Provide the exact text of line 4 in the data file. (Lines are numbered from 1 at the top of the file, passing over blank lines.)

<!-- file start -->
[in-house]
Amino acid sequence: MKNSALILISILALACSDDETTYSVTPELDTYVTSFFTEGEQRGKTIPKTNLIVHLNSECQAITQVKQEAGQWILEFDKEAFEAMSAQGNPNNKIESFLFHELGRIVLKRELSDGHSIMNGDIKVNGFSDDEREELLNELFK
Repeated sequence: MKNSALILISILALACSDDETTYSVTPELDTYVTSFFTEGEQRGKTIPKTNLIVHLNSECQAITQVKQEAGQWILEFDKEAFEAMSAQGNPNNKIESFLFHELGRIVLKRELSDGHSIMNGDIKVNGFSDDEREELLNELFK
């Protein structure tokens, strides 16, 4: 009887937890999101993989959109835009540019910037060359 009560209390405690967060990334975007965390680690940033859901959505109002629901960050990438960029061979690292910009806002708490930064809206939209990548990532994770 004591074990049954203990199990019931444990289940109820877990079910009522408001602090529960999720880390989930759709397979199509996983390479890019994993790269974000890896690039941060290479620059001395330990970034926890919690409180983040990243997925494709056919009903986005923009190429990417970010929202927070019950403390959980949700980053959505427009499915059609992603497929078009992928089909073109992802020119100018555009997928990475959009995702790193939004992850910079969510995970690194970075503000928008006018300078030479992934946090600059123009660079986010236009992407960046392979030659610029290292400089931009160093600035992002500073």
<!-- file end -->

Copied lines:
């Protein structure tokens, strides 16, 4: 009887937890999101993989959109835009540019910037060359 009560209390405690967060990334975007965390680690940033859901959505109002629901960050990438960029061979690292910009806002708490930064809206939209990548990532994770 004591074990049954203990199990019931444990289940109820877990079910009522408001602090529960999720880390989930759709397979199509996983390479890019994993790269974000890896690039941060290479620059001395330990970034926890919690409180983040990243997925494709056919009903986005923009190429990417970010929202927070019950403390959980949700980053959505427009499915059609992603497929078009992928089909073109992802020119100018555009997928990475959009995702790193939004992850910079969510995970690194970075503000928008006018300078030479992934946090600059123009660079986010236009992407960046392979030659610029290292400089931009160093600035992002500073």